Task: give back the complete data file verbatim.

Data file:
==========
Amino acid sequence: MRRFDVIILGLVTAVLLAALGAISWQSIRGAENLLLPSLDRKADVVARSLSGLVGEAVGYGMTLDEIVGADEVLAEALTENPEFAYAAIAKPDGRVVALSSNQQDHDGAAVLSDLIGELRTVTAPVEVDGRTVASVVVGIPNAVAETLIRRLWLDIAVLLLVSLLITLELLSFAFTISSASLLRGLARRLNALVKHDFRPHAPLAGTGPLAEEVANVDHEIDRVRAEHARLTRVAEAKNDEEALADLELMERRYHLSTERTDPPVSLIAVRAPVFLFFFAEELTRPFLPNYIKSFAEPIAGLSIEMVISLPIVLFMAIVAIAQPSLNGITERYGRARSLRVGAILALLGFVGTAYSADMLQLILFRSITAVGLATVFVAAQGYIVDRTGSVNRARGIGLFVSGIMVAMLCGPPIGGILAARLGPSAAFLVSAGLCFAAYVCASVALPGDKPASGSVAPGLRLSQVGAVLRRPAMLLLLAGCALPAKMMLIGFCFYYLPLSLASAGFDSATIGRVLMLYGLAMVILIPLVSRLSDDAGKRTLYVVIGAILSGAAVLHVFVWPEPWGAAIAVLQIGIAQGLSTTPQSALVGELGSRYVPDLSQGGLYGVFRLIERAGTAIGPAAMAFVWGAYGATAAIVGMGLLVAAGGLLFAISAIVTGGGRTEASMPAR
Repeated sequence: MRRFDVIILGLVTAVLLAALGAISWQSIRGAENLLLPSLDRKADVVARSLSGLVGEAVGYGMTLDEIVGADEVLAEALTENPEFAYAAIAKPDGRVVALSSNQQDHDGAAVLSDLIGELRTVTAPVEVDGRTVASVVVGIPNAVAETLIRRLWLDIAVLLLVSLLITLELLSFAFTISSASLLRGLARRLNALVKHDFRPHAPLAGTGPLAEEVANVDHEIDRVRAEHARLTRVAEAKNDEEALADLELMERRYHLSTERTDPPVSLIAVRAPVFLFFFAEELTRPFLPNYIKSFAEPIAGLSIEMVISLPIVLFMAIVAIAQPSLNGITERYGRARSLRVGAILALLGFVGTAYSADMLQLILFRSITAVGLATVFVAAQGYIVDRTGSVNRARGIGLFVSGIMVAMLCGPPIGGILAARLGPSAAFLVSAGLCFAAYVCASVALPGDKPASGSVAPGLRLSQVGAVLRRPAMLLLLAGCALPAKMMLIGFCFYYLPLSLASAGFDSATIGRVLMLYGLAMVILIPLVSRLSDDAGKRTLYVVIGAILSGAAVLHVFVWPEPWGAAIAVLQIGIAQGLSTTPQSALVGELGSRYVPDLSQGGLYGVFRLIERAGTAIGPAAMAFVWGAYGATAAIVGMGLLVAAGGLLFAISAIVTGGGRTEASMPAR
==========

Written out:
Amino acid sequence: MRRFDVIILGLVTAVLLAALGAISWQSIRGAENLLLPSLDRKADVVARSLSGLVGEAVGYGMTLDEIVGADEVLAEALTENPEFAYAAIAKPDGRVVALSSNQQDHDGAAVLSDLIGELRTVTAPVEVDGRTVASVVVGIPNAVAETLIRRLWLDIAVLLLVSLLITLELLSFAFTISSASLLRGLARRLNALVKHDFRPHAPLAGTGPLAEEVANVDHEIDRVRAEHARLTRVAEAKNDEEALADLELMERRYHLSTERTDPPVSLIAVRAPVFLFFFAEELTRPFLPNYIKSFAEPIAGLSIEMVISLPIVLFMAIVAIAQPSLNGITERYGRARSLRVGAILALLGFVGTAYSADMLQLILFRSITAVGLATVFVAAQGYIVDRTGSVNRARGIGLFVSGIMVAMLCGPPIGGILAARLGPSAAFLVSAGLCFAAYVCASVALPGDKPASGSVAPGLRLSQVGAVLRRPAMLLLLAGCALPAKMMLIGFCFYYLPLSLASAGFDSATIGRVLMLYGLAMVILIPLVSRLSDDAGKRTLYVVIGAILSGAAVLHVFVWPEPWGAAIAVLQIGIAQGLSTTPQSALVGELGSRYVPDLSQGGLYGVFRLIERAGTAIGPAAMAFVWGAYGATAAIVGMGLLVAAGGLLFAISAIVTGGGRTEASMPAR
Repeated sequence: MRRFDVIILGLVTAVLLAALGAISWQSIRGAENLLLPSLDRKADVVARSLSGLVGEAVGYGMTLDEIVGADEVLAEALTENPEFAYAAIAKPDGRVVALSSNQQDHDGAAVLSDLIGELRTVTAPVEVDGRTVASVVVGIPNAVAETLIRRLWLDIAVLLLVSLLITLELLSFAFTISSASLLRGLARRLNALVKHDFRPHAPLAGTGPLAEEVANVDHEIDRVRAEHARLTRVAEAKNDEEALADLELMERRYHLSTERTDPPVSLIAVRAPVFLFFFAEELTRPFLPNYIKSFAEPIAGLSIEMVISLPIVLFMAIVAIAQPSLNGITERYGRARSLRVGAILALLGFVGTAYSADMLQLILFRSITAVGLATVFVAAQGYIVDRTGSVNRARGIGLFVSGIMVAMLCGPPIGGILAARLGPSAAFLVSAGLCFAAYVCASVALPGDKPASGSVAPGLRLSQVGAVLRRPAMLLLLAGCALPAKMMLIGFCFYYLPLSLASAGFDSATIGRVLMLYGLAMVILIPLVSRLSDDAGKRTLYVVIGAILSGAAVLHVFVWPEPWGAAIAVLQIGIAQGLSTTPQSALVGELGSRYVPDLSQGGLYGVFRLIERAGTAIGPAAMAFVWGAYGATAAIVGMGLLVAAGGLLFAISAIVTGGGRTEASMPAR